Celebrating Clara Schumann: an icon for women in music
Kathryn Knight, CEO of music technology company Tido, discusses how pianist and composer Clara Schumann (1819–1896) is an inspirational figure for women today.
What do most people know about Clara Schumann? If they know anything about her at all, they might say that she was Robert Schumann’s wife; that she was a talented pianist; and or perhaps… didn’t she have a thing going on with the young Brahms at some point?!
How has it come to this, that Clara Schumann – one of the most accomplished, famous musicians (note I did not say female) of the 19th century – is described only as some sort of adjunct to these two, great male composers? And that, even if she is remembered as a pianist, the fact that she was also an exceptionally fine – and admired – composer in her own right, was virtually expunged from the record after her death?
Clara was a 19th-century phenomenon: a superstar of her day, described as the ‘High Priestess of Art’. In the early years of her marriage to Robert Schumann, her performing career made her the main breadwinner of the household. She had no less than eight children. At the age of just 37 she became a single mother on the death of her beloved Robert, and she continued to tour extensively throughout her life. She became the first ever female music professor at the Dr Hoch Conservatory in Frankfurt and she wrote some utterly exquisite music as a composer…
200 years on, and I am utterly in awe of Clara Schumann. As a female CEO of a music technology company and a mother of three children in 2019, I am unfortunately still quite exceptional. We know the stats: although 65% of people working in the music industry aged 16-24 are women, a shocking 70% of senior executive posts are filled by men (and I’m afraid that these statistics are even worse in the tech space, with 90% of these posts being held by men). Unequal caring responsibilities, maternity discrimination and the gender pay gap are said to be major barriers to women being able to progress once they’ve had families. How on earth did Clara achieve what she did 200 years ago? How can we right the wrongs of the past, and learn from them to improve our present day?
Crucially we must tell the true and powerful story of Clara Schumann herself and share this story as widely as we can, so that she can become an inspiration for all of us in our own age. But we must also discover, listen to and perform her wonderful music…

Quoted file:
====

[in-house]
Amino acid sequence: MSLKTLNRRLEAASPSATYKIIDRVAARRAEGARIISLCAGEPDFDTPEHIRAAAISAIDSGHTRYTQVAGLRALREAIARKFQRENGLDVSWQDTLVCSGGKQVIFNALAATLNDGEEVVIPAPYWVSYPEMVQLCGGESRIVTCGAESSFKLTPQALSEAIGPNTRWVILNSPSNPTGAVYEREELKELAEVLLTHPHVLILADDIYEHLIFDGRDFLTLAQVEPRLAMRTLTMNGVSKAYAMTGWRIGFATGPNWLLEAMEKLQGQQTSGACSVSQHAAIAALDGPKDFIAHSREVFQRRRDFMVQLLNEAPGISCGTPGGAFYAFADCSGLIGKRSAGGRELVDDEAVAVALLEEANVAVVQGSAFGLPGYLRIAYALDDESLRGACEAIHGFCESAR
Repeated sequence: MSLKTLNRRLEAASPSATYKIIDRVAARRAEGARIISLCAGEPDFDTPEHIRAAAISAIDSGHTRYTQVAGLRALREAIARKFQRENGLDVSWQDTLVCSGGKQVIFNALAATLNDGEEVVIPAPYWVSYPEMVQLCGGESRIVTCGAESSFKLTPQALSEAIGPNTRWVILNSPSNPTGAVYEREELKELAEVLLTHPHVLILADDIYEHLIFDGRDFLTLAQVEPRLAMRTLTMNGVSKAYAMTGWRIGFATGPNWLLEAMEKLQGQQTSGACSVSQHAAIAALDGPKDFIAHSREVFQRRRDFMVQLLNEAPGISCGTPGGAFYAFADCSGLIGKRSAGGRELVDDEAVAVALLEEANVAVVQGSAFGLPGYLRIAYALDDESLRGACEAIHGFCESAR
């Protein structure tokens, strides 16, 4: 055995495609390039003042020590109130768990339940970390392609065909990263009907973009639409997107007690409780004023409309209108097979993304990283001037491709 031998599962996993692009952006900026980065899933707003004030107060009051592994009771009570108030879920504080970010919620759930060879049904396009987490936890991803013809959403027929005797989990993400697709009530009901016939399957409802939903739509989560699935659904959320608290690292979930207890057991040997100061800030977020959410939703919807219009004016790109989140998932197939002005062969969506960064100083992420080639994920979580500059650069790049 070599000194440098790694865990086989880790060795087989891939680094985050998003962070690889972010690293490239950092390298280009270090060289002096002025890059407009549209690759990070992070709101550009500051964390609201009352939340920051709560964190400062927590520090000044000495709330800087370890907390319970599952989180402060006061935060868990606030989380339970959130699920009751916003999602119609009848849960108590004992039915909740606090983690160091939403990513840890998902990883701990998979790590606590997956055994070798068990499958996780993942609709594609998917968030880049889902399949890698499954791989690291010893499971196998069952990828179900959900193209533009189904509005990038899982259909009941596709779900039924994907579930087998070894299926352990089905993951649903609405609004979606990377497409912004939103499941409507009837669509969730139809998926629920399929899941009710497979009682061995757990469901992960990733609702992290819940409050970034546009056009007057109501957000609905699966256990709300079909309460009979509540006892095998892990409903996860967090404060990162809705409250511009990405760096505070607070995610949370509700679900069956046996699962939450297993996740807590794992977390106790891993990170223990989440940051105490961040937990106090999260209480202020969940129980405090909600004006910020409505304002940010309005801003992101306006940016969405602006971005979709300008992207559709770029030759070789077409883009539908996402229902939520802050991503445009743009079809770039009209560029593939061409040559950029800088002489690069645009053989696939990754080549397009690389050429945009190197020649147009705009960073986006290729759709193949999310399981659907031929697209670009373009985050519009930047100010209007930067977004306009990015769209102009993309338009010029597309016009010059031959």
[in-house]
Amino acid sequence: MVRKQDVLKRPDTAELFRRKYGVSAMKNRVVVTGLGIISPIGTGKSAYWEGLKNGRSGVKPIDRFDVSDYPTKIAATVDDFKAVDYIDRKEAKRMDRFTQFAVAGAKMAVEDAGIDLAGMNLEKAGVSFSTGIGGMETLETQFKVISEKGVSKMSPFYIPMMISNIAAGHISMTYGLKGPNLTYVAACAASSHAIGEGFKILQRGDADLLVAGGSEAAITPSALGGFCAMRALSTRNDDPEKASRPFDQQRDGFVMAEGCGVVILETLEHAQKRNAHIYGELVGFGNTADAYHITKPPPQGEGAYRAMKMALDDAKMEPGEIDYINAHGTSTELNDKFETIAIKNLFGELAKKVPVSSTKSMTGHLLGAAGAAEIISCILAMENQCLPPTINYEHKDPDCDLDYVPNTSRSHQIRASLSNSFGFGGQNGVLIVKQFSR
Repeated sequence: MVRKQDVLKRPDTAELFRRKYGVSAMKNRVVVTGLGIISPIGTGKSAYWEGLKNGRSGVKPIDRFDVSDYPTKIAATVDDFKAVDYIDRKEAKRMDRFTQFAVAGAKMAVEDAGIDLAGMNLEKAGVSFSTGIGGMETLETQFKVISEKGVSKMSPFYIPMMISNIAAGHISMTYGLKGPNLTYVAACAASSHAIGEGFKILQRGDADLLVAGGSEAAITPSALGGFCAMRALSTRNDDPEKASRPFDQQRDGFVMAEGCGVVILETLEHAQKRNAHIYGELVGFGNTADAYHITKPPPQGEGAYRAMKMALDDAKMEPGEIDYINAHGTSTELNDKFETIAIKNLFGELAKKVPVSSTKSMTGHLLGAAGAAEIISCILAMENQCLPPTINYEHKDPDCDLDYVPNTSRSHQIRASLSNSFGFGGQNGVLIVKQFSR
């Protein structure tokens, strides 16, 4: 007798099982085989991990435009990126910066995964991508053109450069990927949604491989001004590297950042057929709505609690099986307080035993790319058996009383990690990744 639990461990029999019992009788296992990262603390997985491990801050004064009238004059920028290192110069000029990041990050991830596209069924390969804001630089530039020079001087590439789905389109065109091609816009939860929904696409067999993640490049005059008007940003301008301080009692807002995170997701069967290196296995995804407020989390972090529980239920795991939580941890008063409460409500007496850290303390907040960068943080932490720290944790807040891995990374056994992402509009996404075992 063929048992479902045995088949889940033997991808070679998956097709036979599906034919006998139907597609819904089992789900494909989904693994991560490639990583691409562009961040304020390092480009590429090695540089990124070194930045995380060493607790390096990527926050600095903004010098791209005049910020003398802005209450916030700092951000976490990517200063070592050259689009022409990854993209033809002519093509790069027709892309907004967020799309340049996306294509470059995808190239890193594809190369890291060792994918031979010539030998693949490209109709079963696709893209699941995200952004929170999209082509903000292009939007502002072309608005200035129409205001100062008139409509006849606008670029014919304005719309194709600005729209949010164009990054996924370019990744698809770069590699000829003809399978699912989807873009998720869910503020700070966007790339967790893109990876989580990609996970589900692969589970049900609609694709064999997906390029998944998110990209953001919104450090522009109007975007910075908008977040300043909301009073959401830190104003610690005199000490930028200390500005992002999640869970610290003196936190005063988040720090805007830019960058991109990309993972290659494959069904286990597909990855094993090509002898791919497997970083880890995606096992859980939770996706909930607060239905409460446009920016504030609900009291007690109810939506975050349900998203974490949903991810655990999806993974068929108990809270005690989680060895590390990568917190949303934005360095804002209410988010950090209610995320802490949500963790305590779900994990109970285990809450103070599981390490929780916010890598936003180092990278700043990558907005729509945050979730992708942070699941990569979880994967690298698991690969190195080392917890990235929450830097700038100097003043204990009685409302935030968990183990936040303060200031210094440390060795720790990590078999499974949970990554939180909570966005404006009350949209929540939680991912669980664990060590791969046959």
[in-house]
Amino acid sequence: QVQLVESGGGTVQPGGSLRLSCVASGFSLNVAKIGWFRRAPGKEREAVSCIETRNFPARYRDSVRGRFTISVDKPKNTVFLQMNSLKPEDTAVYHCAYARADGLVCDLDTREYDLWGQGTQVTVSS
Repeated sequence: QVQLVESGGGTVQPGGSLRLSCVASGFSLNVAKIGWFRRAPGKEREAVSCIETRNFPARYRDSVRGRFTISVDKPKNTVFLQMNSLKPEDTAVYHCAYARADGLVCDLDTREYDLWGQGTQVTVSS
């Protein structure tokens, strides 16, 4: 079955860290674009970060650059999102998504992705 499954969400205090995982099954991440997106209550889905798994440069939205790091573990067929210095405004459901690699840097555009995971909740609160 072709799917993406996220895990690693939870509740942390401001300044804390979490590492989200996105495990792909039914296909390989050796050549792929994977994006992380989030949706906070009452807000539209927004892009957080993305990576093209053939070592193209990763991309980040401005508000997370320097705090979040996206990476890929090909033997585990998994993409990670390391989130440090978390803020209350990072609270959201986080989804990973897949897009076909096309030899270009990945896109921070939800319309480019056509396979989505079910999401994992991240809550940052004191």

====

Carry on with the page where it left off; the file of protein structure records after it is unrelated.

I will never forget my first meeting at the Schumann-Haus in Leipzig in 2018 to discuss the Clara Schumann 200th anniversary project. I was in the company of talented music publisher Linda Hawken (Managing Director of Edition Peters Europe) and musicologist and Clara Schumann expert, Frances Falling (Research Assistant at the Schumann-Haus), along with Gregor Nowak, Director of the Schumann-Haus.
This meeting was to discuss the 200th anniversary of Clara Schumann’s birth in 2019 and the launch of a unique collaboration between Edition Peters, the Schumann-Haus, and digital subscription service Tido Music. The project was the release of the ‘Clara Schumann Anniversary Songbook’: a selection of 14 of Clara’s songs, carefully chosen from the early years of the Schumanns’ marriage (1840–44), whilst they lived at the Schumann-Haus Leipzig.
Complementing the printed edition, I am proud to say that the ‘Anniversary Songbook’ is also available on the Tido Music iPad app and desktop website. The scores are synchronised with professional piano accompaniment recordings, and innovative pitch-shift and speed-shift tools allow the accompaniments to be adjusted for individual practice needs and for any vocal range.
As a singer myself, I have loved familiarising myself with Clara’s songs, feeling at once sorry that they are only just starting to get the recognition they deserve, but also thrilled that I am in this new wave of discovery. It was in fact one of Clara’s songs that inspired Frances Falling to pursue research on this remarkable composer: ‘My first introduction to Clara Schumann was actually her song 'Liebst du um Schönheit'. It was through the beauty of that composition and my subsequent curiosity about this female Schumann that I discovered what an amazing woman and artist lies behind that name. Her achievements, despite the circumstances she faced, continue to inspire me and many others today.’
I urge you all to go on a voyage of discovery this year to discover Clara Schumann’s wonderful music, and to learn more about her extraordinary life. Clara Schumann is an inspiration: truly an icon not just for women, but for us all. Through Clara, I have had the opportunity to work with two exceptional leaders in the field of music today: Linda Hawken and Frances Falling. I think that Clara would have liked that...